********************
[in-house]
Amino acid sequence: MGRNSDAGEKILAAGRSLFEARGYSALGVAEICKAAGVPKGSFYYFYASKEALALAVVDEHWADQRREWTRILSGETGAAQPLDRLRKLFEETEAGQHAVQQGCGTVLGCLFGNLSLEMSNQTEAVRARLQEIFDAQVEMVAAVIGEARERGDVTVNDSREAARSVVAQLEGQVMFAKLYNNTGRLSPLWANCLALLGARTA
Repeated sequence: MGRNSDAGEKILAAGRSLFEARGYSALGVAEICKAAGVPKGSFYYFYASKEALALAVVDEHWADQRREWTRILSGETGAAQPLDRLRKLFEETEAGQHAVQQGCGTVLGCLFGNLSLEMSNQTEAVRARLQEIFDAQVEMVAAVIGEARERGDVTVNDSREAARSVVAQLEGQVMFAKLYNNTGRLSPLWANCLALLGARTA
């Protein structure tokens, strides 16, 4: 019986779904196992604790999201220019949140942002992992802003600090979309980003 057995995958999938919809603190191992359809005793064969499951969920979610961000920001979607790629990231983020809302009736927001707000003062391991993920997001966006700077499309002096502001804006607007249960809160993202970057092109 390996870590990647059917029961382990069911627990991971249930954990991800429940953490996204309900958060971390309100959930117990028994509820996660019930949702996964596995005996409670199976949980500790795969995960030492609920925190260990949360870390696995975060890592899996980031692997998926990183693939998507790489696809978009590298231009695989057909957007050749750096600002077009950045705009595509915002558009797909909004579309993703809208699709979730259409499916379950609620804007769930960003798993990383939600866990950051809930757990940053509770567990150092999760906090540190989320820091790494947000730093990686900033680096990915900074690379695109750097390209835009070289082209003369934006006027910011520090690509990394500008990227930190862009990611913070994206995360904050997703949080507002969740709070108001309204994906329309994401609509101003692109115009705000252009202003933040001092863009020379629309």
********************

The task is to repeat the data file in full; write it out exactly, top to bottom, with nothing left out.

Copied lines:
[in-house]
Amino acid sequence: MGRNSDAGEKILAAGRSLFEARGYSALGVAEICKAAGVPKGSFYYFYASKEALALAVVDEHWADQRREWTRILSGETGAAQPLDRLRKLFEETEAGQHAVQQGCGTVLGCLFGNLSLEMSNQTEAVRARLQEIFDAQVEMVAAVIGEARERGDVTVNDSREAARSVVAQLEGQVMFAKLYNNTGRLSPLWANCLALLGARTA
Repeated sequence: MGRNSDAGEKILAAGRSLFEARGYSALGVAEICKAAGVPKGSFYYFYASKEALALAVVDEHWADQRREWTRILSGETGAAQPLDRLRKLFEETEAGQHAVQQGCGTVLGCLFGNLSLEMSNQTEAVRARLQEIFDAQVEMVAAVIGEARERGDVTVNDSREAARSVVAQLEGQVMFAKLYNNTGRLSPLWANCLALLGARTA
């Protein structure tokens, strides 16, 4: 019986779904196992604790999201220019949140942002992992802003600090979309980003 057995995958999938919809603190191992359809005793064969499951969920979610961000920001979607790629990231983020809302009736927001707000003062391991993920997001966006700077499309002096502001804006607007249960809160993202970057092109 390996870590990647059917029961382990069911627990991971249930954990991800429940953490996204309900958060971390309100959930117990028994509820996660019930949702996964596995005996409670199976949980500790795969995960030492609920925190260990949360870390696995975060890592899996980031692997998926990183693939998507790489696809978009590298231009695989057909957007050749750096600002077009950045705009595509915002558009797909909004579309993703809208699709979730259409499916379950609620804007769930960003798993990383939600866990950051809930757990940053509770567990150092999760906090540190989320820091790494947000730093990686900033680096990915900074690379695109750097390209835009070289082209003369934006006027910011520090690509990394500008990227930190862009990611913070994206995360904050997703949080507002969740709070108001309204994906329309994401609509101003692109115009705000252009202003933040001092863009020379629309």